4. What is in it for me?: a customer, on a personal level, may be sceptical about supporting our marketing activity which doesn’t bring a real benefit to them. So we need to explain otherwise.
A major benefit to all customers is any additional publicity it will bring their company as it will be published on our website, marketing material and social media.
And if you wanted to, you could offer an incentive.
To ensure that feedback is obtained quickly and in full and to allow feedback to be obtained in one session with minimal effort for the client, a structure should be followed such as:
Overview and background – of the company, activity, topic or work and history (this will probably be information that you have as a result of your working relationship.)
Challenges – the specific problems faced by the customer
Solution – the solution proposed and implemented by you
Result – the impact in qualitative and/or quantitative terms
This article gives an incredibly comprehensive overview of possible questions to consider within this framework -
Advice for obtaining feedback
1. Be thankful for their time but then do not hurry through your questions on account of feeling bad for taking up their time! Nothing would be worse than taking up their time but not getting good information for it.
2. Really listen – and allow them to talk
This article gives simple fantastic advice on getting the most out of a conversation -
3. Check with them first but record the call. You can assure them that this is only for the purpose of recounting the call for you to write the feedback. I use a great app called ‘Call Recorder’ which is free but note, it will not work if you phone over wifi/internet calling and you will need to use loud speaker for the call or it will not pick up your client’s voice.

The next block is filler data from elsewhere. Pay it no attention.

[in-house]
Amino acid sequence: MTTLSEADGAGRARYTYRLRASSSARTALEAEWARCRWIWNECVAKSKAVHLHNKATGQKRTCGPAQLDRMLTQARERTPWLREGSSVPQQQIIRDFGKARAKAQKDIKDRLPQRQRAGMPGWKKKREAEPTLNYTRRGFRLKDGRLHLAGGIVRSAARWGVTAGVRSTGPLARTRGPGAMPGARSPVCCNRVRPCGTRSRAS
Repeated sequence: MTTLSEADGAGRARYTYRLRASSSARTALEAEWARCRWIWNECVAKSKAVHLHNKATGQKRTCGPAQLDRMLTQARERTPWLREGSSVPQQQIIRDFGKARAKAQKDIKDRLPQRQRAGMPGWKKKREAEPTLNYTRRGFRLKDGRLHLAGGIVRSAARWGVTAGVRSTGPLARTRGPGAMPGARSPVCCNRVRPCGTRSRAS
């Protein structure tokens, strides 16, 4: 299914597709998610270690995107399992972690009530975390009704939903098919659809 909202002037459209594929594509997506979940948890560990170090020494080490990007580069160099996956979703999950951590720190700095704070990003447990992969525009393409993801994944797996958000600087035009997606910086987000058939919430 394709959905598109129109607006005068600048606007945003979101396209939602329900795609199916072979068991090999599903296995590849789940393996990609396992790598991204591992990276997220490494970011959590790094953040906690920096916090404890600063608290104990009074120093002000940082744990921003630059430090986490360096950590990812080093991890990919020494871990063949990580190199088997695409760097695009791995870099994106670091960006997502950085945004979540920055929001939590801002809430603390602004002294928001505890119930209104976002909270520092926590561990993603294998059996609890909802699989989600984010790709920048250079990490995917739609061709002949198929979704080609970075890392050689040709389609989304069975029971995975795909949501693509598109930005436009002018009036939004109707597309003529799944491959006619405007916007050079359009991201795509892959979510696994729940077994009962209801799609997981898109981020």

If you are not sure, make a practice call first.
4. As soon as the call is over, if you can allow the time, write up the call notes. It is easy to write up the case study from written notes, than trying to jump around on the recording to find the exact bit of information that you remember receiving.
Writing a good case study
Use the structure that we outlined above:
Put in a nice quote or two and ensure that it has a relevant title which leads back to the results. Ensure that it stays on track with your purpose and you will get your case studies wrapped up in no time!
Although there seems to be a lot of steps taken here, I really think that if you are clear and up front with the client, have a plan and ensure that the logistics are all in hand, case studies shouldn’t be something that you put to the bottom of your to-do list.
Initial prep – 30 mins
Phone call – 30 mins
Write up notes – 40 mins
Write up case study – 30 mins
Check with client and upload – 30 minutes
So you can do a case study in around 2.5 hours – and this will only decrease as your confidence grows!
Let me know how it goes and whether you need a hand with any of the steps outlined above. I could easily transcribe the call notes for you to take that work off your hands if it makes your life a bit simpler! Do get in touch.